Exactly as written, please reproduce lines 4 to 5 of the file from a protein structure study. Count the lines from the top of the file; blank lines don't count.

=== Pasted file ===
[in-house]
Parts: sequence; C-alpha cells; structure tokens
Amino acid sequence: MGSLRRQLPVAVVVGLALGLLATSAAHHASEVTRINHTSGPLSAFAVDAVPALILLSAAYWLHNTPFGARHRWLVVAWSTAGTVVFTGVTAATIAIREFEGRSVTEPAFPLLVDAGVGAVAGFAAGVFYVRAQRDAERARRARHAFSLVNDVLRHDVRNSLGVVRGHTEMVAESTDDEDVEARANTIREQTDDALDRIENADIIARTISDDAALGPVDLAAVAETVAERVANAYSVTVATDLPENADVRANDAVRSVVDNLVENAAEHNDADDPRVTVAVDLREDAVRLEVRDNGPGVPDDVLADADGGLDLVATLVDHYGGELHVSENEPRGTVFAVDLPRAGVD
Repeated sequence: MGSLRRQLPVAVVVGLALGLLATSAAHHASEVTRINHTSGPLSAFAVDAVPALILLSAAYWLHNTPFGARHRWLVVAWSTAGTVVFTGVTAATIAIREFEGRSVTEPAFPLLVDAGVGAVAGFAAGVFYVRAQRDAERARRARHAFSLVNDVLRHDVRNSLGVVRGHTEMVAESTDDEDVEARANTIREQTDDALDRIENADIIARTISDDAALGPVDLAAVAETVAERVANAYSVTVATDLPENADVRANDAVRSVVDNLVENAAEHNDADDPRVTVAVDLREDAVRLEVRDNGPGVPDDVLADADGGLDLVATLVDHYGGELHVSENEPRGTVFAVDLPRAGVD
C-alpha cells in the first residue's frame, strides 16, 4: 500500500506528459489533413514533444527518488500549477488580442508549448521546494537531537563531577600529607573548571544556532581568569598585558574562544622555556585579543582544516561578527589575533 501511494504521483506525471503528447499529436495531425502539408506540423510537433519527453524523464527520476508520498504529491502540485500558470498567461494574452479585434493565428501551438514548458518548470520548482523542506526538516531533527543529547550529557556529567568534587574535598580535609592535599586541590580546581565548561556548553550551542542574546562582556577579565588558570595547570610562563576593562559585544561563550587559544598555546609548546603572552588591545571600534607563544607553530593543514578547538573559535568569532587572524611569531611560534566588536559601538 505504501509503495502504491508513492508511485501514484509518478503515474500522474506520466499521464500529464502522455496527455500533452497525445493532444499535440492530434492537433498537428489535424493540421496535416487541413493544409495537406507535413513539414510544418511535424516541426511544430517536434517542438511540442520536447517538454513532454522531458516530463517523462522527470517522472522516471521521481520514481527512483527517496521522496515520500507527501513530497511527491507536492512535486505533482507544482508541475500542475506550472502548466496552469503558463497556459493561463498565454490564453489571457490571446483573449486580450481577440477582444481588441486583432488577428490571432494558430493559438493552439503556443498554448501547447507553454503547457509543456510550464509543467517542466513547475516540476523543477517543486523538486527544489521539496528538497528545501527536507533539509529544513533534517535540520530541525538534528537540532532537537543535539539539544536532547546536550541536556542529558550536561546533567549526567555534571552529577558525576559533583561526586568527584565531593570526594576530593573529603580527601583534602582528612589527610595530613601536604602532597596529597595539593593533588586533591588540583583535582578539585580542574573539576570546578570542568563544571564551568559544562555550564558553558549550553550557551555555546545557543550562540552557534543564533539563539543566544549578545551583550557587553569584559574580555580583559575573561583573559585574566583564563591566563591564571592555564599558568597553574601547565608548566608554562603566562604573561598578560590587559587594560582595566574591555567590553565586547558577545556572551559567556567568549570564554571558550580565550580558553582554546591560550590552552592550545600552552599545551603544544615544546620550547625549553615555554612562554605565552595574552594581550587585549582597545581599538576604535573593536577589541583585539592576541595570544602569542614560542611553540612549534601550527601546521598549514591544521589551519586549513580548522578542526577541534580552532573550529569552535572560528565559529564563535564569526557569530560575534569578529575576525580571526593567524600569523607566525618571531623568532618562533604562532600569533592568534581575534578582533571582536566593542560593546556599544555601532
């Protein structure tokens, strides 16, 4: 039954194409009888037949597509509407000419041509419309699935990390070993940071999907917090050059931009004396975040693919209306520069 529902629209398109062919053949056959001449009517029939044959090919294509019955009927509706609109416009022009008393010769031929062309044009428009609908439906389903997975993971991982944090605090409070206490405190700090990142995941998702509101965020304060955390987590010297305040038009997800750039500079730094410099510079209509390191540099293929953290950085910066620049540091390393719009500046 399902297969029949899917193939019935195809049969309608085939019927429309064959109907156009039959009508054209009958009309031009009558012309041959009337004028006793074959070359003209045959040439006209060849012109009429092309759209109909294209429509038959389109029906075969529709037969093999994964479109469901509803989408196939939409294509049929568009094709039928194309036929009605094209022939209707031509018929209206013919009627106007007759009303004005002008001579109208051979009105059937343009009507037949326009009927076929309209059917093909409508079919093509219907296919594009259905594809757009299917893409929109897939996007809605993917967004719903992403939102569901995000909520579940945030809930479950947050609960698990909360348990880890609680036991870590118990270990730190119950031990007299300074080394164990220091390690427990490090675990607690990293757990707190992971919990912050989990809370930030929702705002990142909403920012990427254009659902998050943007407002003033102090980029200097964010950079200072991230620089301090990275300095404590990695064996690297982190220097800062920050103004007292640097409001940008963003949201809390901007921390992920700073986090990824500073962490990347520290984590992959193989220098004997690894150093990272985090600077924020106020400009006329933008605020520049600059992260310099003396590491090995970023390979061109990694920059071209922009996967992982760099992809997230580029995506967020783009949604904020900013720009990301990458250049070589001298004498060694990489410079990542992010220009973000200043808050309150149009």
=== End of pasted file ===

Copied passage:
Repeated sequence: MGSLRRQLPVAVVVGLALGLLATSAAHHASEVTRINHTSGPLSAFAVDAVPALILLSAAYWLHNTPFGARHRWLVVAWSTAGTVVFTGVTAATIAIREFEGRSVTEPAFPLLVDAGVGAVAGFAAGVFYVRAQRDAERARRARHAFSLVNDVLRHDVRNSLGVVRGHTEMVAESTDDEDVEARANTIREQTDDALDRIENADIIARTISDDAALGPVDLAAVAETVAERVANAYSVTVATDLPENADVRANDAVRSVVDNLVENAAEHNDADDPRVTVAVDLREDAVRLEVRDNGPGVPDDVLADADGGLDLVATLVDHYGGELHVSENEPRGTVFAVDLPRAGVD
C-alpha cells in the first residue's frame, strides 16, 4: 500500500506528459489533413514533444527518488500549477488580442508549448521546494537531537563531577600529607573548571544556532581568569598585558574562544622555556585579543582544516561578527589575533 501511494504521483506525471503528447499529436495531425502539408506540423510537433519527453524523464527520476508520498504529491502540485500558470498567461494574452479585434493565428501551438514548458518548470520548482523542506526538516531533527543529547550529557556529567568534587574535598580535609592535599586541590580546581565548561556548553550551542542574546562582556577579565588558570595547570610562563576593562559585544561563550587559544598555546609548546603572552588591545571600534607563544607553530593543514578547538573559535568569532587572524611569531611560534566588536559601538 505504501509503495502504491508513492508511485501514484509518478503515474500522474506520466499521464500529464502522455496527455500533452497525445493532444499535440492530434492537433498537428489535424493540421496535416487541413493544409495537406507535413513539414510544418511535424516541426511544430517536434517542438511540442520536447517538454513532454522531458516530463517523462522527470517522472522516471521521481520514481527512483527517496521522496515520500507527501513530497511527491507536492512535486505533482507544482508541475500542475506550472502548466496552469503558463497556459493561463498565454490564453489571457490571446483573449486580450481577440477582444481588441486583432488577428490571432494558430493559438493552439503556443498554448501547447507553454503547457509543456510550464509543467517542466513547475516540476523543477517543486523538486527544489521539496528538497528545501527536507533539509529544513533534517535540520530541525538534528537540532532537537543535539539539544536532547546536550541536556542529558550536561546533567549526567555534571552529577558525576559533583561526586568527584565531593570526594576530593573529603580527601583534602582528612589527610595530613601536604602532597596529597595539593593533588586533591588540583583535582578539585580542574573539576570546578570542568563544571564551568559544562555550564558553558549550553550557551555555546545557543550562540552557534543564533539563539543566544549578545551583550557587553569584559574580555580583559575573561583573559585574566583564563591566563591564571592555564599558568597553574601547565608548566608554562603566562604573561598578560590587559587594560582595566574591555567590553565586547558577545556572551559567556567568549570564554571558550580565550580558553582554546591560550590552552592550545600552552599545551603544544615544546620550547625549553615555554612562554605565552595574552594581550587585549582597545581599538576604535573593536577589541583585539592576541595570544602569542614560542611553540612549534601550527601546521598549514591544521589551519586549513580548522578542526577541534580552532573550529569552535572560528565559529564563535564569526557569530560575534569578529575576525580571526593567524600569523607566525618571531623568532618562533604562532600569533592568534581575534578582533571582536566593542560593546556599544555601532